The Infrastructure of Cloud Work


The Infrastructure of Cloud Work

Manhattan, New York — Late one evening, after watching a two-hour Broadway show, I discovered a well-lit cafe along Broadway Avenue and 49th Street. It was close to midnight, but this favorite haunt of software engineers, graphic designers, and students was still very much open.

In one corner sat a student furiously playing games on his iPad. In another, a chess tournament was in full swing. At almost every table, people were either reading, discussing, pounding on their laptops, or silently contemplating their coffee. There was unmistakable energy in this café. I got myself a croissant and a bowl of New York clam chowder and quickly felt at home among New York City’s insomniacs. A uniformed but unarmed security guard patrolled the tables and occasionally stopped to watch the progress of the chess game, but as far as I could see, he did not remind anyone that this was an eating place and not a library or a coworking space.

This place is definitely not known for its food or its ambience, but like some of New York’s libraries, the main reasons for its popularity include its strong Wi-Fi connectivity and its 24/7 operations. Students and freelancers find each other here at any time of the day. In my idea of the cloud economy, as brick-and-mortar offices decline, places like these will be vital resources for remote workers.

I remember that we had the humble equivalent of this café back in the Philippines when I was doing graduate work at the University of the Philippines. We called it the “drug store,” even though it hardly sold any pharmaceutical products, perhaps because its main attraction was that it sold cigarettes and beer. It was more accurately a variety store serving food on the side. The instant coffee was bad, but the water was always hot. The food was terrible, but it tasted different from cafeteria fare. Around its oily tables sat the aspiring philosophers of the UP arguing about God and existentialism through the wee hours of the morning.

The abundance of these sort of gathering spots, which form the basic infrastructure for cloud work, is what makes cities like New York a popular destination for digital nomads. As the infrastructure of cloud work increasingly becomes democratized, and as all the great things that technology offers become readily accessible to anyone, the contest begins to shift from infrastructures to indices of competitiveness.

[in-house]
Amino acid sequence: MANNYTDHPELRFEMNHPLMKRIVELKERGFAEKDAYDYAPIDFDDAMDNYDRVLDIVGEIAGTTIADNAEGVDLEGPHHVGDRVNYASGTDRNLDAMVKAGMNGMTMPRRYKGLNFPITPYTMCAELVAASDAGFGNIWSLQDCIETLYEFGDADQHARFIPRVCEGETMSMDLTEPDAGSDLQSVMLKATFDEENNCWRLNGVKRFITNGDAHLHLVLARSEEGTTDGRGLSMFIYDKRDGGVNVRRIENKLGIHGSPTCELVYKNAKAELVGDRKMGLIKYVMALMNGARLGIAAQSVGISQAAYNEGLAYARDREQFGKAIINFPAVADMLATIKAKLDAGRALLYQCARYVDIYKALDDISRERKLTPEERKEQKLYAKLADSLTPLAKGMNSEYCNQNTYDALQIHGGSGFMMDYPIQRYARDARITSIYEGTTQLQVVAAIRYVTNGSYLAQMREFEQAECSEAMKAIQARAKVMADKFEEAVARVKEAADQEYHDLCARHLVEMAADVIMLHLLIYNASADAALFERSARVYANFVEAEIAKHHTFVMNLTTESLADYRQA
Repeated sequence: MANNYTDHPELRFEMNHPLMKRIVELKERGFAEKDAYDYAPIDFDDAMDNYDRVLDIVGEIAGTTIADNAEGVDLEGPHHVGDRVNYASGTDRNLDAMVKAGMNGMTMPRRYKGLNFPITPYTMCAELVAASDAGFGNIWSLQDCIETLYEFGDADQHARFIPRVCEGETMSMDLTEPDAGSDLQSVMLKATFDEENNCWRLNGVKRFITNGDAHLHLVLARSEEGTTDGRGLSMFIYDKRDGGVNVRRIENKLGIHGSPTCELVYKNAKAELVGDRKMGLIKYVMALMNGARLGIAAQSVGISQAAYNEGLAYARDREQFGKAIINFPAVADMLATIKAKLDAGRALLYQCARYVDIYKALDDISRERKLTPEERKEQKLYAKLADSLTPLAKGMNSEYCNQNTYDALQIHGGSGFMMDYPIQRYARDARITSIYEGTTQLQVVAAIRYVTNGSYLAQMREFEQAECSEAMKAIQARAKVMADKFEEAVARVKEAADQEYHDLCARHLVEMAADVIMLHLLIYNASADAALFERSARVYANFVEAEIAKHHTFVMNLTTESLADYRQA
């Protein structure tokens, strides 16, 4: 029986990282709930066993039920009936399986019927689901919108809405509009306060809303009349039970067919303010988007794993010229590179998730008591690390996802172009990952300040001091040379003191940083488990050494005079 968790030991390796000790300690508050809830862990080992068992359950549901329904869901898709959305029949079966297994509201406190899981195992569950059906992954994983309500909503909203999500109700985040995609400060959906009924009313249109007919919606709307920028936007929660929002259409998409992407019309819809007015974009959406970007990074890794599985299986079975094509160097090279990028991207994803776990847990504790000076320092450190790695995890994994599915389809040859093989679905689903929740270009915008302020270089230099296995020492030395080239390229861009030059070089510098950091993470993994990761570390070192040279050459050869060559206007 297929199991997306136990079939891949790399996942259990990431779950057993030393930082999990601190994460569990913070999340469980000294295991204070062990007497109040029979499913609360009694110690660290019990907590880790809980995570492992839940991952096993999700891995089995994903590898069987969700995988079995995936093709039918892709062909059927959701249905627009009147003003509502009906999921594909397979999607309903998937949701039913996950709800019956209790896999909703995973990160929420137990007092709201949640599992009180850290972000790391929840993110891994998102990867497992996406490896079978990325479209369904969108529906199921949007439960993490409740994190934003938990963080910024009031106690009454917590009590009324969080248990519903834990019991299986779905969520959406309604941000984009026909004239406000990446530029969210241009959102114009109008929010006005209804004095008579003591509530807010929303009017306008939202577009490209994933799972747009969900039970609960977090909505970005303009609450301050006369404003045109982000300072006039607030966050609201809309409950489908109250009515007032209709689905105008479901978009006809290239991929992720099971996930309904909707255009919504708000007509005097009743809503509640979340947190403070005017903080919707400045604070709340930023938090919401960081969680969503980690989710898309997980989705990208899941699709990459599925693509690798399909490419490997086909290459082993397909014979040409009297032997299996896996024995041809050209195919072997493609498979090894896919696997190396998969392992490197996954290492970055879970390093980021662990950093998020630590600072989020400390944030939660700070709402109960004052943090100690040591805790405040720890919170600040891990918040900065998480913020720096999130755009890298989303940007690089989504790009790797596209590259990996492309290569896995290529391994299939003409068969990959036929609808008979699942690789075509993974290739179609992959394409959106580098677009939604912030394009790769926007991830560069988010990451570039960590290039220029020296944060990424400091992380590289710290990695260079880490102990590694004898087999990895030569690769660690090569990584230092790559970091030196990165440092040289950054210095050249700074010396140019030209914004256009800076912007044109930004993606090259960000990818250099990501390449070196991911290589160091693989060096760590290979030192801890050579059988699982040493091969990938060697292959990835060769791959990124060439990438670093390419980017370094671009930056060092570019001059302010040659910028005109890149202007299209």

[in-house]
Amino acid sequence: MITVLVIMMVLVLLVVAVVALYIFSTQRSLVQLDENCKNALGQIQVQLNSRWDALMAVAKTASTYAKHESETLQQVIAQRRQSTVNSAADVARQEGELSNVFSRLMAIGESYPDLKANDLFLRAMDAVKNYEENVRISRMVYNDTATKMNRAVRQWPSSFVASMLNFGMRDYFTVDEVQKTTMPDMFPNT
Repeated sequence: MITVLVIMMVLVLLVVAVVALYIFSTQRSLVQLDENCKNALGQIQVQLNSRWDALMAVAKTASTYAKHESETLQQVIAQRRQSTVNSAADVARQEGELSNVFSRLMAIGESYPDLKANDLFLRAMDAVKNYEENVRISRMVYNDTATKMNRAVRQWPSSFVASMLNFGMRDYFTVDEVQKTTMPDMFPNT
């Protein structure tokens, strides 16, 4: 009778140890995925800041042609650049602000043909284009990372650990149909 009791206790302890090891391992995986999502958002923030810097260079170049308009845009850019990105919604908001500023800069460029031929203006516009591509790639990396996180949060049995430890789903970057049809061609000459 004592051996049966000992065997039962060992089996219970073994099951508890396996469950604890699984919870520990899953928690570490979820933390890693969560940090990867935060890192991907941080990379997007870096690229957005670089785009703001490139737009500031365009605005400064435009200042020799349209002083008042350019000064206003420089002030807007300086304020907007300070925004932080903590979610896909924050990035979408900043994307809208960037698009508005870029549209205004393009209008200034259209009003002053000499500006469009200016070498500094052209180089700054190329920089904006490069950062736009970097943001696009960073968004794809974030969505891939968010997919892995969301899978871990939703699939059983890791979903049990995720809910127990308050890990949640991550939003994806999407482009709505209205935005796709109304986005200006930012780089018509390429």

The belief that education is the great equalizer has never been more significant than it is today. But by education, I do not simply mean the formal degrees that universities offer. More importantly, the growing popularity of the “gig economy” has made it possible for anyone to learn practically anything — from creating spreadsheet scripts to developing mobile applications. In this context, education is available to anyone with an internet connection. Precisely because of this shift, however, competition for jobs and top talent is increasingly getting tougher. Automation eliminates low-value tasks, and the arena of competition shifts to business analysis and content creation.

Critical thinking, technical competence, and business acumen take the front seat in the recruitment of talent in today’s knowledge economy. In a flat world, everyone is given the tools to compete. This is both a promise and a challenge. It is a promise for societies that, for centuries, have seen themselves constrained by physical boundaries, inherited hierarchies, and historical contingencies. But at the same time, it challenges both job-seekers and businesses to stay relevant.

Since arriving in New York a few months ago, I have often found myself working from home, in public libraries, and at coworking spaces. I plan to drive upstate in the coming weeks and bring my office to the grounds of Cornell University and state parks in Ithaca, or by Niagara Falls in Buffalo. Until today, the uncertainty of having a reliable internet connectivity and the odds of being faced with uncomfortable working conditions have discouraged me from pursuing that idea. But with my powerful Plantronics Voyager noise-cancelling bluetooth headset and an unlimited high-speed data plan, I could attend video conference calls anytime and anywhere.

It really doesn’t take a lot to conquer the world these days.

Source: Medium:Remote Working
The Infrastructure of Cloud Work

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